A Pakistan air force source said that Musharraf’s body would be flown back to Pakistan on February 6, aboard a civilian liner or UAE air force jet.
Conflict at Pakistan’s doorstep
Musharraf ruled Pakistan for nearly nine years, starting when then-Prime Minister Nawaz Sharif attempted to remove him as army chief. Many Pakistanis handed out sweets to celebrate his 1999 coup, which ended a corrupt and economically disastrous administration, and soon turned on the tap of foreign aid.
“Pakistan’s decision under Musharraf to join the war against terror turned out to be a boon,” analyst Hasan Askari said. However, it also brought the conflict to Pakistan’s doorstep, with an explosion in militancy in the northwestern regions bordering Afghanistan.
“He was neither a good man nor a bad man,” said 45-year-old gem merchant Muhammad Ayaz in the northwestern provincial capital of Peshawar. “Thousands died in terrorist attacks but business boomed during his tenure. He made graveyards and at the same time built housing developments.”
Fall from favour
Born on August 11, 1943, in New Delhi in an Urdu-speaking middle-class family, Musharraf was the middle son of a diplomat. His family joined millions of other Muslims in migrating to Pakistan after the Partition in 1947. Musharraf entered the Pakistani army at age 18 and made his career there as Islamabad fought three wars against India.
Following his failed attempt in 1999 to capture territory in Kashmir, then Prime Minister Nawaz Sharif had ordered Musharraf’s dismissal as the army chief flew home from a visit to Sri Lanka and denied his plane landing rights in Pakistan, even as it ran low on fuel. On the ground, the army took control and after he landed, Musharraf took charge.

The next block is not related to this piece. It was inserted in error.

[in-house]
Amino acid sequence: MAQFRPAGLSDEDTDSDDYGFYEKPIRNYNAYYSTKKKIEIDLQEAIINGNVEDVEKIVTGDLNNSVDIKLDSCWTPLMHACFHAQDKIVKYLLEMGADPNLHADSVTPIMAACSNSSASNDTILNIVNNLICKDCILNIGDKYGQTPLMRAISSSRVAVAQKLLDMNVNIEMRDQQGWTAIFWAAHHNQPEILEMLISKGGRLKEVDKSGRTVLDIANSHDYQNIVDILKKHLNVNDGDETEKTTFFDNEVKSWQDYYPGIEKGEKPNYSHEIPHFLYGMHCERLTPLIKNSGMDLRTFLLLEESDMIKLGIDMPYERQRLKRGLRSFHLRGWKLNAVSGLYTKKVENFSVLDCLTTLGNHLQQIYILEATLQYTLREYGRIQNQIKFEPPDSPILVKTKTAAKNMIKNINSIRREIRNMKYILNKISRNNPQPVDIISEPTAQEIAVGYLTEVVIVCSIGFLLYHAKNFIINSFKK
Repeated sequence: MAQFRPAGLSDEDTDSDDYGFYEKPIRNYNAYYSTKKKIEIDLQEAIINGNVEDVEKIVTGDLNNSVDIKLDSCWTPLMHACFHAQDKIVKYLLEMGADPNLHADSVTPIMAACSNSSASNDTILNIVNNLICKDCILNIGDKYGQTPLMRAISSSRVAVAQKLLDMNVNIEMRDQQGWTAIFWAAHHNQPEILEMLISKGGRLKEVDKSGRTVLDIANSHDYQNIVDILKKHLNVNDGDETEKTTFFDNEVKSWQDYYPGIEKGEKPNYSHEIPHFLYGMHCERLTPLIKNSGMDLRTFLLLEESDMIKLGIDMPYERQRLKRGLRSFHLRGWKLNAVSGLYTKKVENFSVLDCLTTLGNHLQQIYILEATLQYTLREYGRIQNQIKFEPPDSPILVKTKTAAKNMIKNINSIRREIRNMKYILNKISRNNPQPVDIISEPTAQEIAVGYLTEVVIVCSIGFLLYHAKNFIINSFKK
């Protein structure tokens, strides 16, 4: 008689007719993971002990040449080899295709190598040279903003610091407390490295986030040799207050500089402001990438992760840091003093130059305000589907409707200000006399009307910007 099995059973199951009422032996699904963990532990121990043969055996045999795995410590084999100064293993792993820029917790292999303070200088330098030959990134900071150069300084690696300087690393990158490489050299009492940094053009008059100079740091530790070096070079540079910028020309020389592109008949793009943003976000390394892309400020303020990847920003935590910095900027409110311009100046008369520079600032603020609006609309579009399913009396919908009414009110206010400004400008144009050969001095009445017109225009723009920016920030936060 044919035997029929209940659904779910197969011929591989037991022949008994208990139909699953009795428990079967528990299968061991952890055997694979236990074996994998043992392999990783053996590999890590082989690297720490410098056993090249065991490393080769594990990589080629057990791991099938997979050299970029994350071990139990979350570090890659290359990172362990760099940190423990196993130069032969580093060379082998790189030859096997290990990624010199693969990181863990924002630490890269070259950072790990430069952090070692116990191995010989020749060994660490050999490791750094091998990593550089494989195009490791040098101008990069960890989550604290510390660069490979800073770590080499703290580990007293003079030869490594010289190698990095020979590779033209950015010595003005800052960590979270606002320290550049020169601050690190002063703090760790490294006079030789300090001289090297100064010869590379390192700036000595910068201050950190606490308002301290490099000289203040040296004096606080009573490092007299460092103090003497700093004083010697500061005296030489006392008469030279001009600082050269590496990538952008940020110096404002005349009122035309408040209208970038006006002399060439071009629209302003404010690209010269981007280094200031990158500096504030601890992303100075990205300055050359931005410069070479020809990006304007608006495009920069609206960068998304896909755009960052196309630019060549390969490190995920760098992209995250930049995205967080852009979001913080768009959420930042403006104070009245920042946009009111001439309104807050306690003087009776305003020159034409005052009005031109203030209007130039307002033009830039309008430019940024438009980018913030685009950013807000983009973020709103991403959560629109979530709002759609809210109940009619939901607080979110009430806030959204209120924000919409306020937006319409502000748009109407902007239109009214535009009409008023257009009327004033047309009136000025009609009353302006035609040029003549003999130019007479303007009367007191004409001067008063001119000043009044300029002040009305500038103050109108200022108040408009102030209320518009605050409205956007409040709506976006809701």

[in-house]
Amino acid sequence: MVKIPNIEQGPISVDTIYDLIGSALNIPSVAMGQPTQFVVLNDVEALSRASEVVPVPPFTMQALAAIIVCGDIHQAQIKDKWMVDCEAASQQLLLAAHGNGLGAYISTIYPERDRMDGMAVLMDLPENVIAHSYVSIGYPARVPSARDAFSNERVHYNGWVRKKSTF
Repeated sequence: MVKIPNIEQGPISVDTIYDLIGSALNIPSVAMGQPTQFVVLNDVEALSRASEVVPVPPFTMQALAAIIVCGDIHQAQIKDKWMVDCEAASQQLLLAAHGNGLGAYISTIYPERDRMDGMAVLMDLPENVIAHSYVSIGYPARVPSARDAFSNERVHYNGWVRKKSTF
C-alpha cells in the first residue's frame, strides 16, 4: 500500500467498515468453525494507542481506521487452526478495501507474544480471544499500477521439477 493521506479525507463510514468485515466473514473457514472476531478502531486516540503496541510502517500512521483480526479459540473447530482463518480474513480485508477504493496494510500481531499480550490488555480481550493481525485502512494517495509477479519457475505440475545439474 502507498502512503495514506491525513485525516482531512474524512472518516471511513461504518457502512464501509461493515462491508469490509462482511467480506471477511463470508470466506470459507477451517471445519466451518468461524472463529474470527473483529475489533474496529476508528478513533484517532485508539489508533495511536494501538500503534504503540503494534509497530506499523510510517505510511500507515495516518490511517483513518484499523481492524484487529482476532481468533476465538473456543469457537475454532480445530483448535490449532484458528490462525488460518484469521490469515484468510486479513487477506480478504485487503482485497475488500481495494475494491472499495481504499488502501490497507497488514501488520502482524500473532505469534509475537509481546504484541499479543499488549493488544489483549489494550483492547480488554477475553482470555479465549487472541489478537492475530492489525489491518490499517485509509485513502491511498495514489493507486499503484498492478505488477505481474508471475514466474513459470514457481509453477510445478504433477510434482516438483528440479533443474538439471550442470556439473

Yet as ruler, Musharraf nearly reached a deal with India on Kashmir, according to US diplomats at the time. He also worked toward a rapprochement with Pakistan’s longtime rival.
But his easygoing persona failed to mask the blurring of the division between the state and army, and Musharraf fell out of favour after trying to sack the chief justice and failing to control an unravelling economy. He famously said the constitution “is just a piece of paper to be thrown in the dustbin”—and implemented emergency rule when a bid to sack the country’s chief justice sparked months of protests.
After the December 2007 assassination of opposition leader Benazir Bhutto, the national mood soured even more and crushing losses suffered by his allies in the 2008 elections left him isolated. He resigned that same year and was forced into exile.
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Musharraf’s plan to return to power in 2013 was dashed when he was disqualified from running in an election won by Nawaz Sharif—the man he deposed in 1999. He was charged over the slaying of Bhutto and placed under house arrest as a series of cases against him were brought before the courts.
In 2013 Human Rights Watch urged the government of the day to hold him accountable for “widespread and serious human rights violations” during his rule. In 2016 a travel ban was lifted and Musharraf flew to Dubai to seek medical treatment.
Three years later, he was sentenced to death in absentia for treason, related to his 2007 decision to impose emergency rule. However, a court later nullified the ruling.
(with inputs from PTI, AP, and AFP)